Low Protein in Pregnancy

During pregnancy your protein requirements are significantly higher than they were before you got pregnant. Not consuming enough protein during pregnancy can cause problems for both you and your baby. Most importantly, insufficient protein and other nutrients during pregnancy can impair your baby’s growth and development.



According to a 2004 animal study published in the "American Journal of Physiology," a low-protein diet during pregnancy impaired reproductive development in male rats. The study found that a low-protein maternal diet affected the baby male rats’ fertility rate, body weight, testicular descent and testes weight. The diets fed to pregnant rats in this study consisted of either a control 20 percent casein protein diet or a restricted protein 10 percent casein protein diet. Although this is an animal study, similar results may occur in people.


The “American Journal of Physiology” study also found that a low-protein diet during pregnancy affected rat offspring's brain metabolism development. The study found that in utero protein restriction resulted in reduced fetal cerebral activity. In this study, diets consumed by rats were either a control diet consisting of 18 percent casein protein or a reduced-protein diet containing 9 percent casein protein.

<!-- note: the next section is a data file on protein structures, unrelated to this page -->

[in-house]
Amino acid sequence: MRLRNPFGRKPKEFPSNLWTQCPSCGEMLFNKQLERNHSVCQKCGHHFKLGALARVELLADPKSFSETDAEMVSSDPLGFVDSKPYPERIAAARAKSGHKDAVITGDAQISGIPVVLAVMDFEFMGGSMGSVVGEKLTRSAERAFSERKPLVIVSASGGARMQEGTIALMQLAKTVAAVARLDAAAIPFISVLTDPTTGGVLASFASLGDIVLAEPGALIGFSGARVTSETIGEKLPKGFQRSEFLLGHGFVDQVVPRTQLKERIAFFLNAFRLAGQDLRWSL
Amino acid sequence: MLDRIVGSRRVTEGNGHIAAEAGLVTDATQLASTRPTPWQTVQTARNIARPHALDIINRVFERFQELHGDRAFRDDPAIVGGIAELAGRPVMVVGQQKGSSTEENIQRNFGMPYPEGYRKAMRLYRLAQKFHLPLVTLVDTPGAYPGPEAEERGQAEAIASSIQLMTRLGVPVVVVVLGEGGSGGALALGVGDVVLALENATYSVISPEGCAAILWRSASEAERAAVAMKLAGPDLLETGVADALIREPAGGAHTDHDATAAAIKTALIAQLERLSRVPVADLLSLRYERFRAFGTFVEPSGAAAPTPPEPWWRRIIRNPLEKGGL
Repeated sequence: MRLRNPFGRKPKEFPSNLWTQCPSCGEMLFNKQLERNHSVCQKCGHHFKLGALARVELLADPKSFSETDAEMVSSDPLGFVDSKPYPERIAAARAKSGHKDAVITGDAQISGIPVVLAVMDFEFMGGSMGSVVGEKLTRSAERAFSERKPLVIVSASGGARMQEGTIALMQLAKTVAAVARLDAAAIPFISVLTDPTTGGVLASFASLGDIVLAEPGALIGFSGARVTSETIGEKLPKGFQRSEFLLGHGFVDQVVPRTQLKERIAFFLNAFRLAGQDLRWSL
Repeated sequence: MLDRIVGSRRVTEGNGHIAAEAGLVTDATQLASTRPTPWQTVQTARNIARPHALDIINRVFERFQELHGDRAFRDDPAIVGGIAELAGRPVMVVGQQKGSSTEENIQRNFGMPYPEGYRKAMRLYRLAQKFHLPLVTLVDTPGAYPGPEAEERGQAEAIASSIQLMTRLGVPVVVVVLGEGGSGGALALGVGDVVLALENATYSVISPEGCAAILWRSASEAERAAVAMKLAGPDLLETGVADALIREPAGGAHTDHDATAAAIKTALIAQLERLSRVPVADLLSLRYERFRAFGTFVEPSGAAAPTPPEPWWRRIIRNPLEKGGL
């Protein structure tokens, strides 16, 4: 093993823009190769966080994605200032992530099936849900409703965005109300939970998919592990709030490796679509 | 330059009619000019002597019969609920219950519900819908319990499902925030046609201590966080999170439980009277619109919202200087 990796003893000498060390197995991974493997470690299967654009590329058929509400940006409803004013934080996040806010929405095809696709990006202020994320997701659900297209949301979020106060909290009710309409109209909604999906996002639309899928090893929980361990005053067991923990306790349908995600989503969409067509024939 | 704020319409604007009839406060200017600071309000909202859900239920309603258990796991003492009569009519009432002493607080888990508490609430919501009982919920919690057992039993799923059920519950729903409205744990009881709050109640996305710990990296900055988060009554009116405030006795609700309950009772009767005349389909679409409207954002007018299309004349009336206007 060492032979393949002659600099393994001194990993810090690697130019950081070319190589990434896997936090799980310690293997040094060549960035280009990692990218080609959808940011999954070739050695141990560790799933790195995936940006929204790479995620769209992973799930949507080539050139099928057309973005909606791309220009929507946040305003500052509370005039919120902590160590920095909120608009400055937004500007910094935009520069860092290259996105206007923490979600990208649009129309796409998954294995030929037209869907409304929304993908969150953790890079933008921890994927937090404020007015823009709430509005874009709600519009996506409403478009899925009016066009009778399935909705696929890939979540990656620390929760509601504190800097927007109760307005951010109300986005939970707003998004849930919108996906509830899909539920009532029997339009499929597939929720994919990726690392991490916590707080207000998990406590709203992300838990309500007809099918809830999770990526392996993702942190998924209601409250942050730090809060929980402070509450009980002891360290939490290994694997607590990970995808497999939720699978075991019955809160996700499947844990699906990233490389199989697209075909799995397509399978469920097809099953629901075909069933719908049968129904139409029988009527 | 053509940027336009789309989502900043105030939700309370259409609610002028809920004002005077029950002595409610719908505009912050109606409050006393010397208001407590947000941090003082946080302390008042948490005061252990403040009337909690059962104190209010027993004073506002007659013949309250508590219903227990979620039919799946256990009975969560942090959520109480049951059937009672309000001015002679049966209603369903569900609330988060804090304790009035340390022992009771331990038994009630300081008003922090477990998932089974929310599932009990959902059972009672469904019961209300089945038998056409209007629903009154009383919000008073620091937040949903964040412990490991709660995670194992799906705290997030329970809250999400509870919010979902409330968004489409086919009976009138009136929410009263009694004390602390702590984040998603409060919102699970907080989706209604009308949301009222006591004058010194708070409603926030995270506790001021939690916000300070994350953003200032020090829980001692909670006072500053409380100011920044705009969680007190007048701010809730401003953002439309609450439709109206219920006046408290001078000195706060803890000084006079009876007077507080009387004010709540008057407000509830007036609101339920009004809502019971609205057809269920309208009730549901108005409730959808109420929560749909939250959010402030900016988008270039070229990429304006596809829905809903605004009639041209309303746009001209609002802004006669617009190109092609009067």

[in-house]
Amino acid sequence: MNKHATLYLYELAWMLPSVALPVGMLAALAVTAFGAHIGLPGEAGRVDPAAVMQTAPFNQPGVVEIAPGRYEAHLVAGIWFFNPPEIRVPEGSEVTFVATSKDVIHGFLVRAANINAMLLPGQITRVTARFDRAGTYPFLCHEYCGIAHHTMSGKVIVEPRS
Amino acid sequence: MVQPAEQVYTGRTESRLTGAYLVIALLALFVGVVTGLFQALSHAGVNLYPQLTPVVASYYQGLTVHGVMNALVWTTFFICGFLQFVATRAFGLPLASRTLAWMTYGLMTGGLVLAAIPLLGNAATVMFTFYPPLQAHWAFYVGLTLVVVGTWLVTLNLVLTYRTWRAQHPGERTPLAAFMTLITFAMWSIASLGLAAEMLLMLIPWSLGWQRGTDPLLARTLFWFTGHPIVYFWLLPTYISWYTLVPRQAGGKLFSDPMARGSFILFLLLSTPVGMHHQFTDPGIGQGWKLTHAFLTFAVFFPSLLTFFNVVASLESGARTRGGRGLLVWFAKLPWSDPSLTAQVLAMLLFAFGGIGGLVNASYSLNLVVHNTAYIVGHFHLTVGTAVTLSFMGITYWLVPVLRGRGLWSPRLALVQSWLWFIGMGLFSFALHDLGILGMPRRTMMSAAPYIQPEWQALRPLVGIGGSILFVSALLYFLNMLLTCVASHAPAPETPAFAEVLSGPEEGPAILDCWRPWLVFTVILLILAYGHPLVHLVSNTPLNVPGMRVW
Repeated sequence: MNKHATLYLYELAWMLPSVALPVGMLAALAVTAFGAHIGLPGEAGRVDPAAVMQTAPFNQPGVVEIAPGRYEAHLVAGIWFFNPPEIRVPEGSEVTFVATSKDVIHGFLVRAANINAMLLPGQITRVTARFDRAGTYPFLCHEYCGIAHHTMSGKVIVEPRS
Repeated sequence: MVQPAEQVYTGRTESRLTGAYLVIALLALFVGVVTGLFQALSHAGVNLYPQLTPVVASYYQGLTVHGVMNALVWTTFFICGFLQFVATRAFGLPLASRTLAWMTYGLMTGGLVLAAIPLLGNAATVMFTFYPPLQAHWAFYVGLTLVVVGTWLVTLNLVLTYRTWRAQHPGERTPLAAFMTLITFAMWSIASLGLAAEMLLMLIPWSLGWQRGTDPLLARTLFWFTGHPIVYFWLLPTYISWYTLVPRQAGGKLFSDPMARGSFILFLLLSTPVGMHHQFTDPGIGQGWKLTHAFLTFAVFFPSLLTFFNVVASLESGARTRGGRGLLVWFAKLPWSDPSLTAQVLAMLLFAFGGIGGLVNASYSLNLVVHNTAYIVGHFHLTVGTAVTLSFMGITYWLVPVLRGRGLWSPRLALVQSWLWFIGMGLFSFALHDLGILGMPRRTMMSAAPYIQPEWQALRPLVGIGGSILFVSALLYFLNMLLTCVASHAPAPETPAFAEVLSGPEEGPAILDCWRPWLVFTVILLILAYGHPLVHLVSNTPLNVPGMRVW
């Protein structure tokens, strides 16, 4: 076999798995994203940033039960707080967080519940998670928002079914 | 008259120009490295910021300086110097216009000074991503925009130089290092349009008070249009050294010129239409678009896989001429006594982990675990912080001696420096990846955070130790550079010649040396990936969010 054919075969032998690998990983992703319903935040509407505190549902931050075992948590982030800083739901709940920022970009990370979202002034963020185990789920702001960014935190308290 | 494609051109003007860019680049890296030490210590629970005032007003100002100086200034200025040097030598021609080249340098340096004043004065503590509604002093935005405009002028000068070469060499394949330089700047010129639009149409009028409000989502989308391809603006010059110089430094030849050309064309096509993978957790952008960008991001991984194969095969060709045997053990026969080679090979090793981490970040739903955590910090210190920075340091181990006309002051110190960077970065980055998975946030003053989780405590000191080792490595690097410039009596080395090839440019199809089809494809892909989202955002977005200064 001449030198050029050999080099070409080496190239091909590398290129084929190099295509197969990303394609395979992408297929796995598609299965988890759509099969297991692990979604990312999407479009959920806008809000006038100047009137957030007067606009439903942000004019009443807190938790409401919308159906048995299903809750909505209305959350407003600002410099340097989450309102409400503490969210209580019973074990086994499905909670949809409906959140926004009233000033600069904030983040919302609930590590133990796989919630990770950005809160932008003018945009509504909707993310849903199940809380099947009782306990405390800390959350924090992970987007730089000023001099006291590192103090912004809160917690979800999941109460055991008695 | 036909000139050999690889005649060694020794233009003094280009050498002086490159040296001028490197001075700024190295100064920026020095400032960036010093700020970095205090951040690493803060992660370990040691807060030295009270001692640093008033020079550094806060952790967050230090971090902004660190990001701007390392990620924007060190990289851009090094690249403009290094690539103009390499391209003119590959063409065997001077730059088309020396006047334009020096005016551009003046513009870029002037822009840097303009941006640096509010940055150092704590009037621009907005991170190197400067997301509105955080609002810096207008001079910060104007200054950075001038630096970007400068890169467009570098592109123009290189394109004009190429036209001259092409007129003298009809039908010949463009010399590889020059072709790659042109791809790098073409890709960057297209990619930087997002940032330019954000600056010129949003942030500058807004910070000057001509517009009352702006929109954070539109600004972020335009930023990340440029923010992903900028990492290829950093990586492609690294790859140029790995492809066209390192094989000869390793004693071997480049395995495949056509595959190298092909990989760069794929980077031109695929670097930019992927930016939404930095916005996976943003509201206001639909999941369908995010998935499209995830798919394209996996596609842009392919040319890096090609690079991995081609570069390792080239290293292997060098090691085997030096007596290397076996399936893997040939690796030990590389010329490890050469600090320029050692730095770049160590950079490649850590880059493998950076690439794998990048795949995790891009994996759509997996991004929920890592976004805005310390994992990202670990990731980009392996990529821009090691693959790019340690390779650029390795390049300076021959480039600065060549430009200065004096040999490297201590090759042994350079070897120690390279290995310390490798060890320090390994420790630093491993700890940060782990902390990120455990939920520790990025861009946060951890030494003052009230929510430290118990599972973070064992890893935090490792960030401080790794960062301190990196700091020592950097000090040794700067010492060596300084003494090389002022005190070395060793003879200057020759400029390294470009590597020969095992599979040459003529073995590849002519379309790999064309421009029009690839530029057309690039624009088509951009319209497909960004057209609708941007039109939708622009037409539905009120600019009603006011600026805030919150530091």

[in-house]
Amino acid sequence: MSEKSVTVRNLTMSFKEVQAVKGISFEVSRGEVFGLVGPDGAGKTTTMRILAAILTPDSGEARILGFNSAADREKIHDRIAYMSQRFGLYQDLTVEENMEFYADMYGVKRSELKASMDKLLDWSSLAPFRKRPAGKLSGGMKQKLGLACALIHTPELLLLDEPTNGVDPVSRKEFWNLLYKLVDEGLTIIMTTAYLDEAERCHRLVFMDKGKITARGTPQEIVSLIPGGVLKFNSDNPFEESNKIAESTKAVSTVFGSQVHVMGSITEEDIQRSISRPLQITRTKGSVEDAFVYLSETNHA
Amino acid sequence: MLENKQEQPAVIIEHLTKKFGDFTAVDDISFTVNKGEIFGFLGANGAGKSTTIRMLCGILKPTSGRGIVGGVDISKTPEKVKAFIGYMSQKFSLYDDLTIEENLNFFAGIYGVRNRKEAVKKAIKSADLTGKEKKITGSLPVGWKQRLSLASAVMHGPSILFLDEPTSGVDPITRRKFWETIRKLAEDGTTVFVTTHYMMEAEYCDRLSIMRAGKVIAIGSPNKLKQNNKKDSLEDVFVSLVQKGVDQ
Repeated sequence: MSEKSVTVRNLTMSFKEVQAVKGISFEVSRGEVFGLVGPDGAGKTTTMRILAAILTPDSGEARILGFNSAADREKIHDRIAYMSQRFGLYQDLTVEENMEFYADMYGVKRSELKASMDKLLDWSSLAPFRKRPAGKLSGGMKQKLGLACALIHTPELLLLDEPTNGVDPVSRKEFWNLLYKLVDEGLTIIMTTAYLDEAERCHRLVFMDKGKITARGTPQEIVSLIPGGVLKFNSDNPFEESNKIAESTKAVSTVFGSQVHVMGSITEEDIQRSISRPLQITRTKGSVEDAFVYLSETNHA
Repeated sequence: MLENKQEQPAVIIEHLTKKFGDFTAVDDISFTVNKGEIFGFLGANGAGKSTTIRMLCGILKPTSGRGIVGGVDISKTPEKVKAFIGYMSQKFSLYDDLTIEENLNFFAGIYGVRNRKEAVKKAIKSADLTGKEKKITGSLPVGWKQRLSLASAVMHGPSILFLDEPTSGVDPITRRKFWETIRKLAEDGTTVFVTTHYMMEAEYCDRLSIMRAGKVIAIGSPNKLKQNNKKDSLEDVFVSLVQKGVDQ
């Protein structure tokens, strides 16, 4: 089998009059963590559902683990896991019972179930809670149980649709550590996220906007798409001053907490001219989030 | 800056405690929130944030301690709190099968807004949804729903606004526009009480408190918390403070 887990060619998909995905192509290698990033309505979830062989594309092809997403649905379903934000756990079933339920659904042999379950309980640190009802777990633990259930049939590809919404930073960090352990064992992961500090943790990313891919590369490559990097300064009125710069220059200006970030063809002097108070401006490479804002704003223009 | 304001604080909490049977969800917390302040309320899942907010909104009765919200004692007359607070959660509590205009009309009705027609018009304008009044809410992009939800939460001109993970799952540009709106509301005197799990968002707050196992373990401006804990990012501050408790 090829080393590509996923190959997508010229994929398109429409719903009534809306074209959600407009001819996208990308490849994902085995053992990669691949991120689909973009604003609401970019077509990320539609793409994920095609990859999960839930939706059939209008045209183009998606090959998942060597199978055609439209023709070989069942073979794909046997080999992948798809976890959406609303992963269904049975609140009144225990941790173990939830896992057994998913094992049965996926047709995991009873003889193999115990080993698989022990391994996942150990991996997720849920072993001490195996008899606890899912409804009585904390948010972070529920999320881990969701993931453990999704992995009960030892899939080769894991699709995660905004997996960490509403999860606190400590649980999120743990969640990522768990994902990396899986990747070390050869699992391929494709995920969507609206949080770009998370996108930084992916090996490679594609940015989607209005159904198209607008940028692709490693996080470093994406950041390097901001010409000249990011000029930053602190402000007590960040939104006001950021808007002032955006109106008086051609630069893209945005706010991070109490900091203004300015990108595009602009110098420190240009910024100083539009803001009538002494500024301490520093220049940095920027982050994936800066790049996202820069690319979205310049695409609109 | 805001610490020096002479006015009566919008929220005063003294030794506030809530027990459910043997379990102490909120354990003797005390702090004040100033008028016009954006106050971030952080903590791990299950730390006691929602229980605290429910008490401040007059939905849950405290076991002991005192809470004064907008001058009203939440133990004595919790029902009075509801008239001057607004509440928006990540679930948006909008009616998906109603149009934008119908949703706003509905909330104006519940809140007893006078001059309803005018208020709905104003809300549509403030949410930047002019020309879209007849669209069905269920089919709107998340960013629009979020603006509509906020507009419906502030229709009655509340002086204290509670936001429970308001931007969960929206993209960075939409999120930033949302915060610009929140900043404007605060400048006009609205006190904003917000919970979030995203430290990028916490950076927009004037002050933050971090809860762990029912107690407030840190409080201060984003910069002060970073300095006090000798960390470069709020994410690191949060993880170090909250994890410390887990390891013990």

When you’re pregnant, increased protein increases your chances of delivering a healthy baby. The Institute of Medicine Food and Nutrition Board has established recommended dietary allowances (RDAs) for pregnant and nursing women of 71 grams protein per day, while non-pregnant non-nursing women have a protein RDA of 46 grams per day.

Sources of Protein

Sources of complete proteins that are most easily used by your body include meat, poultry, fish, eggs, milk and other milk products such as yogurt and cheese. When you’re pregnant or nursing you should avoid high-mercury fish and limit lower mercury fish to 12 ounces per week. Soy proteins are also considered complete proteins because they provide you with all of the essential amino acids. Other sources of dietary protein, which when combined with certain other incomplete proteins may form complete proteins, include nuts, seeds, whole grains and legumes.


Photo Credits:

  • Pregnant woman image by Alexey Arkhipov from Fotolia.com

This article reflects the views of the writer and does not necessarily reflect the views of Jillian Michaels or JillianMichaels.com.